How to achieve this kind of "softness" in a details like on the image below in Photoshop? It is definitely not a blurring, there must be something else I'm missing. Tried a bunch of techniques with blur, but unsuccessfully.

enter image description here

Below are more examples of the details are wiped out or soften a bit (look at the mountains, grass, trees)..

p.s. Some of these photographs have an exposure time about 1/2 - 4 of a second or close to this, which is not enough to blur the details in a "natural way"..

enter image description here

enter image description here

This is a Rodney Lough Jr. Wilderness Collection and you can see more examples going to his website http://rodneyloughjr.com

Would appreciate any advice.



1 Answer 1


This is a photo of Rodney Lough Jr. from the Wilderness Collection, called "Day Dreaming". You have to select the image at the bottom of the page for more info and the high resolution version.

It says:

  • Camera: Toyo 4x5 AII Field Camera
  • Lens: 210mm
  • Aperture: f64
  • Exposure: 45 Seconds
  • Film: Professional Fuji Velvia

The softness is coming from the long exposure time. It is not a blur, in the optical sense, it is a motion blur of the grass as the wind blows it.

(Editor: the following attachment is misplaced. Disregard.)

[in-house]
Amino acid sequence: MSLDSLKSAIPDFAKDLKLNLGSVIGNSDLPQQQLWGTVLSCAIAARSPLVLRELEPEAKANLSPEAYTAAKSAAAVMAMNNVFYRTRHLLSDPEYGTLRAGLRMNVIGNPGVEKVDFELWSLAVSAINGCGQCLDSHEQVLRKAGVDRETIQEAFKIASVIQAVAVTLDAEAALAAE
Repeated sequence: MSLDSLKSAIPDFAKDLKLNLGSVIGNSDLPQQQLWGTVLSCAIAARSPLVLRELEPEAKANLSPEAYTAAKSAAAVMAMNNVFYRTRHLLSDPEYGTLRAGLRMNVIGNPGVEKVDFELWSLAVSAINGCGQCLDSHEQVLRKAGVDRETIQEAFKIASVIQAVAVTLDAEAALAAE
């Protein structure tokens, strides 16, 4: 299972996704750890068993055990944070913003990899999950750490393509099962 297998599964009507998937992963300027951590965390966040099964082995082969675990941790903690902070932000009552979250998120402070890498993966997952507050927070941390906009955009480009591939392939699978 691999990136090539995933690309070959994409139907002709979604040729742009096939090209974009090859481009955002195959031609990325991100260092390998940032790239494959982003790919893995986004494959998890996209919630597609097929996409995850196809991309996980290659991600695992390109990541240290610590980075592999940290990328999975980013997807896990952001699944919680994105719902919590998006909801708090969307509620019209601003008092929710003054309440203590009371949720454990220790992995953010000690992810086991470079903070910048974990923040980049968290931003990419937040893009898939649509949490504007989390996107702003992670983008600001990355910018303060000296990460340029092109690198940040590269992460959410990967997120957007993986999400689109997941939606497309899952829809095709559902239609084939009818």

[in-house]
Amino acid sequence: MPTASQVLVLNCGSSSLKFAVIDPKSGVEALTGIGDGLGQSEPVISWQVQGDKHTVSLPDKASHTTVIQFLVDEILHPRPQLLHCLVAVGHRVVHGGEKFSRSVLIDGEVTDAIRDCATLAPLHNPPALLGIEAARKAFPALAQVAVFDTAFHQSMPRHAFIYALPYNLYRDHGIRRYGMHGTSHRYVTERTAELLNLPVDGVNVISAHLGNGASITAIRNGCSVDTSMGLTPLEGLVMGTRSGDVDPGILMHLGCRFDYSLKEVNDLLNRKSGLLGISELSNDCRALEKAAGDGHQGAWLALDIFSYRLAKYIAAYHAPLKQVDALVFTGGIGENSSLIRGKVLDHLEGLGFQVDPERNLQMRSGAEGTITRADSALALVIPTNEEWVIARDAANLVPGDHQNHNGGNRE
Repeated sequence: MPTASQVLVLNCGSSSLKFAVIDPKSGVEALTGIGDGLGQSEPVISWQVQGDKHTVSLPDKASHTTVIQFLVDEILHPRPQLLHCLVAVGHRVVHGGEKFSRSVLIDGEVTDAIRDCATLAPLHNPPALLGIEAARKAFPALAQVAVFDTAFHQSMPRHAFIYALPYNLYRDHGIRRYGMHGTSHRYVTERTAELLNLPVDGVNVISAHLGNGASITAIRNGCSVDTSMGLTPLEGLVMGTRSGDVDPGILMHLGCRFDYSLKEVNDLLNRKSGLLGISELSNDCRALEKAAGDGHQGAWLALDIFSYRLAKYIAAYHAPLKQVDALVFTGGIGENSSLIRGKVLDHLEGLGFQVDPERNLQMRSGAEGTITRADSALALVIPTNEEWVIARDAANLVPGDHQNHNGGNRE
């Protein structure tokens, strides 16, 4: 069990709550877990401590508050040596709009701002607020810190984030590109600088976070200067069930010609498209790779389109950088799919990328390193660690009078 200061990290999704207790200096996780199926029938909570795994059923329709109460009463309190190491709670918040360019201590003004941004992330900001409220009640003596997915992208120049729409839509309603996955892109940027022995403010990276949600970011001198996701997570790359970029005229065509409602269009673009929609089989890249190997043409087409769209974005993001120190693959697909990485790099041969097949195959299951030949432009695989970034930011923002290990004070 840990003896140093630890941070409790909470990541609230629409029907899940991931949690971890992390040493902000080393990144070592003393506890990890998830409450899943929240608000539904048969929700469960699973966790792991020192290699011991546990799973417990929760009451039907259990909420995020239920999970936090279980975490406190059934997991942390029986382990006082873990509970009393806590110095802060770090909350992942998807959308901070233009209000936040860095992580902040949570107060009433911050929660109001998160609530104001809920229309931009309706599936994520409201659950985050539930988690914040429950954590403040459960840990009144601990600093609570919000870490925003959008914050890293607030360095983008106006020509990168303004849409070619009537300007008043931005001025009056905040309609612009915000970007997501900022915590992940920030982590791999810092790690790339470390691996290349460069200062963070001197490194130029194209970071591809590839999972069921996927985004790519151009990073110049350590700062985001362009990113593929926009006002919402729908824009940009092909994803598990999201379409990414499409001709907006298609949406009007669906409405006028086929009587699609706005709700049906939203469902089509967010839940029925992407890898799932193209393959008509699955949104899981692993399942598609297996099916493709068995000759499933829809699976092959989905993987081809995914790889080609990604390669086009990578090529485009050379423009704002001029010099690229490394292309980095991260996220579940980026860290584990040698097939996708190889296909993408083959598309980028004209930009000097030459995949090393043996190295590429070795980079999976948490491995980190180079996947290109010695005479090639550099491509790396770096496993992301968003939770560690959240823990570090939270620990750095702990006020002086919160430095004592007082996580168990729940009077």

The closest to reproduce the effect is to use motion blur, masked, and controlled very heavily, yet still, it would be quite a task to mimic this effect.

  • 1
    \$\begingroup\$ That's right, thanks for pointing out. I found many more examples of his photographs with the exact same effect in the details (like, trees, hills etc..) but having a much shorter exposure, say 1/2 of a second etc.. \$\endgroup\$
    – Andrii Y.
    May 12, 2014 at 20:54
  • 1
    \$\begingroup\$ @AndriiIasynetskyi Can you show an example? The photos you show in the quesstion all have really long exposure times. \$\endgroup\$
    – Husman
    May 14, 2014 at 17:12

Your Answer

By clicking “Post Your Answer”, you agree to our terms of service and acknowledge you have read our privacy policy.

Not the answer you're looking for? Browse other questions tagged or ask your own question.